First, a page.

Under contract with the SMOS team, we have developed various visualization tools of the SMOS satellite. Most of them are in 3D, some of them are dynamic, others are responsive and a couple of them are public.
ESA’s Soil Moisture and Ocean Salinity (SMOS) mission is dedicated to making global observations of soil moisture over land and salinity over oceans. Although other uses have recently been found, the main reason for measuring this two physical quantities is to achieve a further understanding of Earth’s water cycle. Moisture is an important aspect of climate and influences plants’ growth and ecosystems’ distribution about Earth. Salinity determines the thermohaline ocean circulation and regulates the CO2 uptake and release, therefore it has a great impact on the carbon and water cycles too. Detailed monitoring of soil moisture and ocean salinity around Earth will provide us with a better understanding of the water cycle and will help us to develop more accurate weather forecasting models. Moreover, SMOS data can be used by farmers all over the world to increase plantations efficiency.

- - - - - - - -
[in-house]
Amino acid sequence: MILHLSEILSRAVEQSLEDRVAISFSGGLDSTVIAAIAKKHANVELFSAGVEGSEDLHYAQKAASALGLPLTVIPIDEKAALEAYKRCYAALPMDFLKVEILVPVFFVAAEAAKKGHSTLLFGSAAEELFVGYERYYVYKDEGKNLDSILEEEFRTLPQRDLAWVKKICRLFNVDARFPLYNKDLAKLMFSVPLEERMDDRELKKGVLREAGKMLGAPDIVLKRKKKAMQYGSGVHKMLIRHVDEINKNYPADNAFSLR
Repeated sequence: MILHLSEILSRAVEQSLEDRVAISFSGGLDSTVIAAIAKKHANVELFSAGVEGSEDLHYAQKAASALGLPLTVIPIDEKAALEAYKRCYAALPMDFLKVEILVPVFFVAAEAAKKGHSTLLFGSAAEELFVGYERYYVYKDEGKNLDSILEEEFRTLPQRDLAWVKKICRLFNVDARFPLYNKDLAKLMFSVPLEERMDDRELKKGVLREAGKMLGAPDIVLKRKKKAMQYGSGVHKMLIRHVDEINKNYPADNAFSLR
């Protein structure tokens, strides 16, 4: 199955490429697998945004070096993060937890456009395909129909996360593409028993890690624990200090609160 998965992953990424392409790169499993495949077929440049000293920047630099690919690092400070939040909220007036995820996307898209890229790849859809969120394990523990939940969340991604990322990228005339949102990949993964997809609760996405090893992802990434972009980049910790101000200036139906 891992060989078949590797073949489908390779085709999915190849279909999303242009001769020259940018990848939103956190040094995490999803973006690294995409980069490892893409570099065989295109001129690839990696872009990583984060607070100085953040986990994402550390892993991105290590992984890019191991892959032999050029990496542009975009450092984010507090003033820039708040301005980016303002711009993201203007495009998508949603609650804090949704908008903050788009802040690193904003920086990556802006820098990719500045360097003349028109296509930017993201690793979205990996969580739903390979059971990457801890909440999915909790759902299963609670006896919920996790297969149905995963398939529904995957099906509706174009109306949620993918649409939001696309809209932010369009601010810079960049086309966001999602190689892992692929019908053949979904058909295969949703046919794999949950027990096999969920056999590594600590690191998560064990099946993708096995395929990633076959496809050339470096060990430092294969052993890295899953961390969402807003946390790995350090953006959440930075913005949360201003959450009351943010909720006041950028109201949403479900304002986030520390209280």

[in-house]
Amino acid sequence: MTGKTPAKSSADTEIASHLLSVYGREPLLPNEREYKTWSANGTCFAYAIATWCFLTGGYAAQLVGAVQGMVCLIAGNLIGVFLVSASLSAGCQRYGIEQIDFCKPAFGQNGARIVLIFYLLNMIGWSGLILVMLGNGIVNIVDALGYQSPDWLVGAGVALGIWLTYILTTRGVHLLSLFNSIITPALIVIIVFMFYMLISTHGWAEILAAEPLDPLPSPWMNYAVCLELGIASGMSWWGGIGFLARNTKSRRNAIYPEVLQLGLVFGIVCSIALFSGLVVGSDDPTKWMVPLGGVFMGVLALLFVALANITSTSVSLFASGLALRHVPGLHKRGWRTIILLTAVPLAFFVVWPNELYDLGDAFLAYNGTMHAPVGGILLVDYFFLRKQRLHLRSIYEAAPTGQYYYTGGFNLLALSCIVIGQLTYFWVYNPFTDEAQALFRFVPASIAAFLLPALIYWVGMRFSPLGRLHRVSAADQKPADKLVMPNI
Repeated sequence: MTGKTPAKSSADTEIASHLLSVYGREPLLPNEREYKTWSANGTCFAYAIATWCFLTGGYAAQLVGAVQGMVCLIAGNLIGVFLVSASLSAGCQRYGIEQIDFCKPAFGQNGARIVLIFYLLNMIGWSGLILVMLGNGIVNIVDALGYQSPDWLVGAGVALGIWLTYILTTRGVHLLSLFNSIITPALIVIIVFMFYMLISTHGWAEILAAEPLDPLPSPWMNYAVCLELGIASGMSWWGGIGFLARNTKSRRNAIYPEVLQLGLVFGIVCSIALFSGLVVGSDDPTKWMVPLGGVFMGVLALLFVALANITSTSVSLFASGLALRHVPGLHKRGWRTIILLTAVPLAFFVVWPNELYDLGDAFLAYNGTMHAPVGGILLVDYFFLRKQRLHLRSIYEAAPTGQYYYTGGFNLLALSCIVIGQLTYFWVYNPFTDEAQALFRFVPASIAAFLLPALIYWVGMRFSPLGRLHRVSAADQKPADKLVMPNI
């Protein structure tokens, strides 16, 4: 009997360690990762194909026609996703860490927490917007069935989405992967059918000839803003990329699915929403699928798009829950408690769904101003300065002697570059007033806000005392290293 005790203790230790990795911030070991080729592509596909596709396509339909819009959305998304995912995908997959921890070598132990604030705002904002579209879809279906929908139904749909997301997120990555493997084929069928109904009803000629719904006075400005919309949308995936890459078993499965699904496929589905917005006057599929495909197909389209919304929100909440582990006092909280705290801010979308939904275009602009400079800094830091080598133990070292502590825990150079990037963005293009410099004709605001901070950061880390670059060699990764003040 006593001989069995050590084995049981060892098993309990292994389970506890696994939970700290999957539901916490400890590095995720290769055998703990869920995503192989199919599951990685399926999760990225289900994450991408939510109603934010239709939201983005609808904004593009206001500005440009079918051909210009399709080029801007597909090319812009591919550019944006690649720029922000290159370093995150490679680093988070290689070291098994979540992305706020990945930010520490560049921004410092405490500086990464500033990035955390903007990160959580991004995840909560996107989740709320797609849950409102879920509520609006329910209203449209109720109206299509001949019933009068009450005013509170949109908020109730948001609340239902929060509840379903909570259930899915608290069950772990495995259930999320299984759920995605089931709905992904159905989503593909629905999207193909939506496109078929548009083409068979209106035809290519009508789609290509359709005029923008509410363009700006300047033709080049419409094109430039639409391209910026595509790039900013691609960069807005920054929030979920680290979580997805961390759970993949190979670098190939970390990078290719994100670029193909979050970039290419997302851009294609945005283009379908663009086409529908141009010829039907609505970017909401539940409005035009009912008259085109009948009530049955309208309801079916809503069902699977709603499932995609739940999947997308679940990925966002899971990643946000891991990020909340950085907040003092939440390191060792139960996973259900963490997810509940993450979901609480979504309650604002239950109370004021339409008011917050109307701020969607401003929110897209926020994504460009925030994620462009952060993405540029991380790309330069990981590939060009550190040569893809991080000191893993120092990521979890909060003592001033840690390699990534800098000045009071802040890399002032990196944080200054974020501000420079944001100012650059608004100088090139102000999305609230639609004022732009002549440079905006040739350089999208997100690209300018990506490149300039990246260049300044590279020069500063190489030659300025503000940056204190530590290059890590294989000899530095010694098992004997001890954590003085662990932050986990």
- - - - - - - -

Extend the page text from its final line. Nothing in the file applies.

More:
SMOS was launched to a Sun-synchronous, quasi-circular, 758km-high orbit on November 2nd, 2009 by a Rockot rocket from the Plesetsk Cosmodrome in northern Russia together with the tiny satellite Proba-2. Once in orbit, SMOS deployed the three arms of its 8m-diameter Y-shaped main instrument MIRAS. Inspired by the legendary VLA (Very Large Array), MIRAS is a 1.4 GHz (L-band) interferometer consistent of 69 165mm-diameter antennas called LICEFs. These antennas mimic a much bigger antenna that measures soil moisture and ocean salinity by means of small differences in the microwave emissions of soil and water produced by small variations in moisture and salinity respectively.
Under contract with the SMOS team, we have developed various visualization tools of the SMOS satellite. Most of them are in 3D, some of them are dynamic, others are responsive and a couple of them are public. You may enjoy these last two tools by clicking on the images below, as they are available at astronomos.es. The first one is an interactive 3D environment that shows the SMOS satellite and allows the user to zoom in and out, move around, and check what each part of the satellite it’s pointing to. The second is a short video of a 3D model of the SMOS satellite unfolding the three arms of MIRAS.
Images © Nubalo Studios – Space Robotics